Banbridge developed around
a bridge constructed over the river Bann in 1712. The town developed
after 1767 when a patent was granted to hold fairs and markets.
Here's a description of Banbridge, written by a visitor there
in 1796 . This photo on the left was kindly sent by Erwin
Matthews and shows The Cut, Banbridge.
"This country in entirely occupied in the manufacture of
linen, but the late troubles have made trade to languish. The
mills, however, are still going, and it is hoped that a year of
peace will restore order and prosperity. Military life was rigorously
enforced here on the inhabitants; they were not permitted to have
lights in their houses after nine o'clock, and any person found
in the streets after that hour was in danger of being arrested.
A fair was held during the time I stayed in this little town,
and it passed over quite peacefully; the soldiers promenaded through
the market-place and obliged women who wore anything green, ribbon
or otherwise, to take it off.....
A vigorous government in Ireland has been able to repress, and
hold in the path of duty, a people discontented and seduced by
the success of the French innovations."
(Joe Canning, "The Stranger in Iveagh," Banbridge District
Historical Society Journal, Vol. 2, Banbridge, N. Ireland, 1990,
A brown linen market was erected
in 1817. It was an important staging post on the main Belfast- Dublin
road. The road very very steep as can be seen on either side of The
Cut. The road was levelled in 1832/4 and the bridge constructed at a
total cost of £ 19,000. The clock tower on the right belongs to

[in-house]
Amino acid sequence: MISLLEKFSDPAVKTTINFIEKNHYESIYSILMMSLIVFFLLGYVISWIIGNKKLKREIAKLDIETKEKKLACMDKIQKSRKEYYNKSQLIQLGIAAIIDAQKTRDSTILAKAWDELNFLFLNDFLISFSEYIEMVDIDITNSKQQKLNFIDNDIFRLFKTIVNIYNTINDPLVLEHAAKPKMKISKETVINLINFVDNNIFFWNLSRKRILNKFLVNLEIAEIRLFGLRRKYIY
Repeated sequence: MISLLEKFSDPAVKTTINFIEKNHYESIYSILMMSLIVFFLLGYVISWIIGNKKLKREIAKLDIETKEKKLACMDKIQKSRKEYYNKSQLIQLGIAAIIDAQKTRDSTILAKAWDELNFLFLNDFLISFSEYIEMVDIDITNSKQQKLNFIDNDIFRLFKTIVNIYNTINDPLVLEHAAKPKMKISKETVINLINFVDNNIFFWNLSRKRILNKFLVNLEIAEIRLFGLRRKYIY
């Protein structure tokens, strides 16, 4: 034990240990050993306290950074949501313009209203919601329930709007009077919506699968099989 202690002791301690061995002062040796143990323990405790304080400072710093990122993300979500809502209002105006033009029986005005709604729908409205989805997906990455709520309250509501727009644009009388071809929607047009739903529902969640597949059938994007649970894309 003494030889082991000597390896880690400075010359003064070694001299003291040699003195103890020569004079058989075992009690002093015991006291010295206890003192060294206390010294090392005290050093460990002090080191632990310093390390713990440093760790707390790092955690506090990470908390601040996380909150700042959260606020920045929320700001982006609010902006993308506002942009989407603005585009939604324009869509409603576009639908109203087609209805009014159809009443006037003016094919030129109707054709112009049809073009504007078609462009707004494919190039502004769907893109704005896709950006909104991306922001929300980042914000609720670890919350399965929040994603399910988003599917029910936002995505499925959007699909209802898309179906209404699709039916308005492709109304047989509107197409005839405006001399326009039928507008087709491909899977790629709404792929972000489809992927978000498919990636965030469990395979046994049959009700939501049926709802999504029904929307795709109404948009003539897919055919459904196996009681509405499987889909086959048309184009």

the market house which was constructed on its present site in 1834 at
a cost of £2,000. The original market house was in the centre
of the road, where the bridge now stands. The bridge was rebuilt in
1885, widening it from 23 feet to 46 feet.
In 1828, the Flax Market was held
monthly on a Monday. In 1836 the horse fairs were held on 12th January
& 26th August each year. It was described as the best in the north
of Ireland. Cattle fairs were held on the 1st Monday of each month and
a market on Tuesday. The tolls & customs levied belonged to the
Marquis of Downshire. Petty Sessions were held every fortnight. The
Court House is in Scarva Street and was built by the Marquis of Downshire
in 1830. It is a whinstone building corniced with granite. Its dimensions
are 60 by 50 feet with 2 storeys. On the first storey was the meal and
corn market, a black hole and porter's apartment. On the upper storey
was the court room, at the rear of which was the news room and a retiring
room. The top of the building is surmounted by a cupola, in which there
is a clock with 4 faces. A Board of Commissioners was established in
1828 for the purpose of lighting, paving , watching and cleansing the
town. There were 4 main streets- Newry, Bridge, Scarva and Rathfriland.
In 1841 the popukation of Seapatrick parish was 9528 with the population
of Banbridge being 3324 people.
The Post Office Directory of 1886
says that there was a mineral water factory, a hemstitching factory
& a rope making factory. The population in 1910 was 5006.
here for a photo of Banbridge Railway Station
to see information on schools in the area.
Newspaper articles from Northern
Volunteers Militia meeting 23 Jan 1793; Banbridge Fair notice 6 Mar
Newspaper articles from Down
assizes 25 Feb 1843: address by elite in town 3 Jun 1848: tenants rights
meeting 2 Feb 1850;Ladies' School 8 Sep 1855; Sectarian rioting 13 Jun
1868; poisoned chocolates through the post 3 Jan 1936*
Newspaper article from Newtownards
Tenant Farmers' land meeting 3 Mar 1894